The new rule implements the electronic registration requirement, but suspends it for the FY2020 H-1B cap season. The rule also reverses the order in which the United States Citizenship and Immigration Services (“USCIS”) will select cap subject H-1B petitions.  USCIS will first select, in a random lottery, a sufficient number of H‑1B registrations (or petitions when the registration requirement is suspended) submitted on behalf of all beneficiaries, including those eligible for the advanced degree exemption, to meet the H-1B cap.  USCIS will then select from the remaining registrations (or petitions), also in a random lottery, a sufficient number of H-1B petitions to meet the advanced degree exemption.

For a more detailed discussion on how this new rule changes the selection process for H-1B cap-subject petitions, please see our prior post.

The Visa Bulletin is released monthly by the Department of State and is used to determine when a sponsored foreign national can submit the final step of the green card process. The complete visa bulletin can be found here.

Below is a summary of the February Visa Bulletin, including Final Action Dates and changes from the previous month.

  • China: EB-1 moves forward two months to February 8, 2017, EB-2 advances two months to October 1, 2015, and EB-3 advances three weeks to July 1, 2015
  • India: EB-1 advances two months to February 8, 2017, EB-2 creeps forward five days to April 6, 2009, and EB-3 leaps seven weeks to April 22, 2009, outpacing EB-2 for the first time ever.
  • Philippines: EB-1 advances two months to December 1, 2017, EB-2 remains current, and EB-3 moves forward five weeks to August 1, 2017
  • All Other Countries: EB-1 remains backlogged, but moves forward two months to December 1, 2017, EB-2 and EB-3 remain current

NOTE: USCIS has not yet announced if they will accept I-485 applications in February based on the Department of State’s Dates for Filing chart.

Hunton Andrews Kurth LLP is pleased to announce the addition of Natalie Tynan to its national labor and employment practice. Tynan joins the firm’s immigration group as a senior attorney in Washington.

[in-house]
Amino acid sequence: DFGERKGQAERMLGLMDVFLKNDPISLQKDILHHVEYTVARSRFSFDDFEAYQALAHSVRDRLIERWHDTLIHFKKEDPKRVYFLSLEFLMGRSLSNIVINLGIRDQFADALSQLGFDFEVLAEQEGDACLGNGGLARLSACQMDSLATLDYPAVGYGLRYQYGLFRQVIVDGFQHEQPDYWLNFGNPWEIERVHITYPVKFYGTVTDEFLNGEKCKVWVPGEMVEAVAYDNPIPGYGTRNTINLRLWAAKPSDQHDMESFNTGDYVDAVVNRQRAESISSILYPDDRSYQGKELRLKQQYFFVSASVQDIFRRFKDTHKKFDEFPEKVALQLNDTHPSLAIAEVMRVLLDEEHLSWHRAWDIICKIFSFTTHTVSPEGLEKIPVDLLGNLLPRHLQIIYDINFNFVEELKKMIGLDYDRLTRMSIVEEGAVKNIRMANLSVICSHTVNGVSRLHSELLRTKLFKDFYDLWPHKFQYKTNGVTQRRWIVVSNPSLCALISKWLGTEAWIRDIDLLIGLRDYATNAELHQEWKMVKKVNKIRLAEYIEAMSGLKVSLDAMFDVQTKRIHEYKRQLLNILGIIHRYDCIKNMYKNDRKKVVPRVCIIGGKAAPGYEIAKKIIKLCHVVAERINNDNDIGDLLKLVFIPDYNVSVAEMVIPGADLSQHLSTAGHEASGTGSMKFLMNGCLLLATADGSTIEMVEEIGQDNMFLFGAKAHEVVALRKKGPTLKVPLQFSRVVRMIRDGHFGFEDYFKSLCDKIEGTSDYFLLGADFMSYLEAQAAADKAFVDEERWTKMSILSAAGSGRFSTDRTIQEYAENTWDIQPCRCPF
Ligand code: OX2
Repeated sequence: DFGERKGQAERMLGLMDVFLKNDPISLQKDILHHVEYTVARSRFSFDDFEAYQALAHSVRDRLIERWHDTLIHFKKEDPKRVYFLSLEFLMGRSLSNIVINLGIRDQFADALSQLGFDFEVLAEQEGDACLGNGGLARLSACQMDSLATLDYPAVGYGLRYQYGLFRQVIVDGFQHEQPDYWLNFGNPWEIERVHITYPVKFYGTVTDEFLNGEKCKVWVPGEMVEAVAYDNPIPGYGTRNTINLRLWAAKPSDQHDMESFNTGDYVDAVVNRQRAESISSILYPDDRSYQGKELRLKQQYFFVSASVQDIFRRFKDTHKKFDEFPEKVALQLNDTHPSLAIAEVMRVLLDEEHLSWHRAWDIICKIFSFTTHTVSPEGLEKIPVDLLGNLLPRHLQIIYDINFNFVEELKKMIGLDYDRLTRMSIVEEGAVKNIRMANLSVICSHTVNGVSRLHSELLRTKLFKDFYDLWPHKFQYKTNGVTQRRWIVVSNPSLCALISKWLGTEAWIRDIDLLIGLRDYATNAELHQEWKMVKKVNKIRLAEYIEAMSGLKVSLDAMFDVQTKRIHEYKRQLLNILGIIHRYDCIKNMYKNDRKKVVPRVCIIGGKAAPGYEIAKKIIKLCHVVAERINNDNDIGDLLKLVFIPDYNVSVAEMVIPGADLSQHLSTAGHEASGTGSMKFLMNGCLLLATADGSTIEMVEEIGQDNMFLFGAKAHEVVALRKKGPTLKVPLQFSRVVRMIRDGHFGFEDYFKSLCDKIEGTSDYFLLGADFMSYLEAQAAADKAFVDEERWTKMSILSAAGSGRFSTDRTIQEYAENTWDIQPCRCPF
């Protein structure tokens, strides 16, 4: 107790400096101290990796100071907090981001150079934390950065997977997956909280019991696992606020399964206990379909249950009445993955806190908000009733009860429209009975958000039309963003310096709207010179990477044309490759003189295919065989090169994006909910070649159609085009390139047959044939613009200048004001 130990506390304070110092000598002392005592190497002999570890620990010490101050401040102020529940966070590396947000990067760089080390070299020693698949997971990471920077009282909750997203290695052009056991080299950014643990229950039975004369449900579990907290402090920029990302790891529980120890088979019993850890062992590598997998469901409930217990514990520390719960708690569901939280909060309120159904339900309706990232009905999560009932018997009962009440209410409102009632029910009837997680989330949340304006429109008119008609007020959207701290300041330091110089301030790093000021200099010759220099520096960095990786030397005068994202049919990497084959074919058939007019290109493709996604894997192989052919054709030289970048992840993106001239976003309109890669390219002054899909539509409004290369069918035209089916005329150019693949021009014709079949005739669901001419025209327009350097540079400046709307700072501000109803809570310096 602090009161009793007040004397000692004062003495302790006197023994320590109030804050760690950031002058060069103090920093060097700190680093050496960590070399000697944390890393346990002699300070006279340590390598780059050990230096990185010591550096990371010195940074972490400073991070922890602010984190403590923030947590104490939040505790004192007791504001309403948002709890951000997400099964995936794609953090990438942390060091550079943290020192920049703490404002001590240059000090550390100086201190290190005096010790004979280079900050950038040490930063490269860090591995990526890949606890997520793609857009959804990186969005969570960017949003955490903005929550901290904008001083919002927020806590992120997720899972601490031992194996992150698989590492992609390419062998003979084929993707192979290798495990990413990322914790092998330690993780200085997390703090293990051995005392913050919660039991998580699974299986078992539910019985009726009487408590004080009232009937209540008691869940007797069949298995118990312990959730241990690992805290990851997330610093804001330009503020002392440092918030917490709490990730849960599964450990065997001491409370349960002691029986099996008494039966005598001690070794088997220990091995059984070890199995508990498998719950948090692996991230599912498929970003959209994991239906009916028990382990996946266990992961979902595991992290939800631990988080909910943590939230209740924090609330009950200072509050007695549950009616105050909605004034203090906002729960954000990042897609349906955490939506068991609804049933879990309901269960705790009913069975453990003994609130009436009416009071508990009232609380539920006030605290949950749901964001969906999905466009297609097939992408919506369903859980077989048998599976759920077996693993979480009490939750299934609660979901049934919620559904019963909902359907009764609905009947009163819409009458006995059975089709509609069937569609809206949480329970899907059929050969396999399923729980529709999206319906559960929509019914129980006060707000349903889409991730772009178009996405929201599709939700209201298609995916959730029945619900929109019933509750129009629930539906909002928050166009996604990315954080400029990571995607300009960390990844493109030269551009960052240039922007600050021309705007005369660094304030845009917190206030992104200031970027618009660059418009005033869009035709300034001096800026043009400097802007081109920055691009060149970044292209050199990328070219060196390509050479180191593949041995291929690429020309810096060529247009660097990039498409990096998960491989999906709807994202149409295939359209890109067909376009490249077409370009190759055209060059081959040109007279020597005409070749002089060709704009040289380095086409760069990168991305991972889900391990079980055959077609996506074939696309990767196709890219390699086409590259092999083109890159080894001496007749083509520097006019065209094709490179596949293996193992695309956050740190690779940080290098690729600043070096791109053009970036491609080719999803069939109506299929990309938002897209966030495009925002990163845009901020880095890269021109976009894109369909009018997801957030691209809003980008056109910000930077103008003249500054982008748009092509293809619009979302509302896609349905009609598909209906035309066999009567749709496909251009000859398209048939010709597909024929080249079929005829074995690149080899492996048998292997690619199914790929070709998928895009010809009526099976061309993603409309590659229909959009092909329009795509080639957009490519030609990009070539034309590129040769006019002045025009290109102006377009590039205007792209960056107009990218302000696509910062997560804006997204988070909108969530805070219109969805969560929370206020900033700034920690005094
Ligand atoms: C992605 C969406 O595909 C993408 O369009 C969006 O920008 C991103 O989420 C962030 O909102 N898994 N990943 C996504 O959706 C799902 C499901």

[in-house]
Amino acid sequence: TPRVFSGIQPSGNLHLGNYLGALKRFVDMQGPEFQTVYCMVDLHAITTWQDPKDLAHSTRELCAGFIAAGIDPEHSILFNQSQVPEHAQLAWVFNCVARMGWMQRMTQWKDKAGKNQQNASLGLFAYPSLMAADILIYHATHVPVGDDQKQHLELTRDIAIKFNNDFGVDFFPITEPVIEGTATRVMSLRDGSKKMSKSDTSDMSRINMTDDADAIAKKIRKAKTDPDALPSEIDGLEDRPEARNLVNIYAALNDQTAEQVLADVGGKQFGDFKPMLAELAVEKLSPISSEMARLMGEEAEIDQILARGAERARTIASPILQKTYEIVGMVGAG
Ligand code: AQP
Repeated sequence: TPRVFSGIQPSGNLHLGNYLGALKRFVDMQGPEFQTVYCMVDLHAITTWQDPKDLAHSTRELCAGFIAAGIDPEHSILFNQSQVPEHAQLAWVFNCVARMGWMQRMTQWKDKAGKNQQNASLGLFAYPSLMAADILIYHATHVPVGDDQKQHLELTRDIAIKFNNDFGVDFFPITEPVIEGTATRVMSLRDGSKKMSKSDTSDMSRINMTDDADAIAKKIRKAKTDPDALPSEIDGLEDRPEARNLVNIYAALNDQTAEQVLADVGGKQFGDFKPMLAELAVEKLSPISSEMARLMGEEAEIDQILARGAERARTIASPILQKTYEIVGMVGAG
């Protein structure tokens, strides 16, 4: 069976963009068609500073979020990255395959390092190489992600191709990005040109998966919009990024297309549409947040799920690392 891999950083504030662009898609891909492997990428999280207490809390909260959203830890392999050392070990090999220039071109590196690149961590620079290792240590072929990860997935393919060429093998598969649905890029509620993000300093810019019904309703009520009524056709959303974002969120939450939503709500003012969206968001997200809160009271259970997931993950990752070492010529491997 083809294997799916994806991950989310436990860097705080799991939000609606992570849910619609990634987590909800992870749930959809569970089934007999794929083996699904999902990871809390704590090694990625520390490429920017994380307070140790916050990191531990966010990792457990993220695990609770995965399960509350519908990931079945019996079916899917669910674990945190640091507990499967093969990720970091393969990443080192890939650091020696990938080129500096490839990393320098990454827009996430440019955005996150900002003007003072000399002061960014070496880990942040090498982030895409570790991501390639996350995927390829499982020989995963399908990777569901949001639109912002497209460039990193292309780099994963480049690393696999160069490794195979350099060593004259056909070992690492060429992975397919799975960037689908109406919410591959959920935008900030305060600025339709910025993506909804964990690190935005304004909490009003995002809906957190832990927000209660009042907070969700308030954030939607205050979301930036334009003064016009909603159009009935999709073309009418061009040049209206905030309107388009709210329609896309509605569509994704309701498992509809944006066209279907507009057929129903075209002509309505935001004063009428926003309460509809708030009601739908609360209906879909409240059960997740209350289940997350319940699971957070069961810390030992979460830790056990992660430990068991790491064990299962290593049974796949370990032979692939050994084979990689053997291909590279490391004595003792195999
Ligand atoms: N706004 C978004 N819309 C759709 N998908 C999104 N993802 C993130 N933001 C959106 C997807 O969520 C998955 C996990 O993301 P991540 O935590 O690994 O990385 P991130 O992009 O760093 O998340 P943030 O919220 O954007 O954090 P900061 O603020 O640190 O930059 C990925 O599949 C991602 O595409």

Tynan joins the firm after more than eleven years with the US Department of Homeland Security. She has served in various roles, including special assistant with the U.S. Citizenship and Immigration Service’s Office of Policy and Strategy, where she was responsible for implementing executive orders and agency programs, and as chief of adjudications for USCIS Service Center Operations.

Most recently, she was unit chief of policy at Immigration and Customs Enforcement, where she served as a member of the management team responsible for coordinating legal, policy and operational activities. She brings extensive knowledge of immigration topics such as worksite enforcement, adjudication of petitions and applications, government investigations, detention, implementation of executive orders, and drafting and implementation of regulations.

“Natalie’s insight and understanding of the complexities of DHS’s immigration programs adds to the depth of our capabilities,” said Adam J. Rosser, a partner with the firm’s immigration group. “Her background will allow her to play a key role to broaden our immigration compliance capabilities, and to navigate an increasingly restrictive and unpredictable adjudicatory environment.”

Hunton Andrews Kurth’s immigration practice handles all immigration needs for corporate clients, from sponsorship of key employees for temporary visas and permanent residence, to I-9 compliance advice, government investigations and due diligence. The team of experienced immigration lawyers represents multinational organizations across various industries including manufacturing, pharmaceuticals, medical devices, banking, nonprofits, communications and entertainment.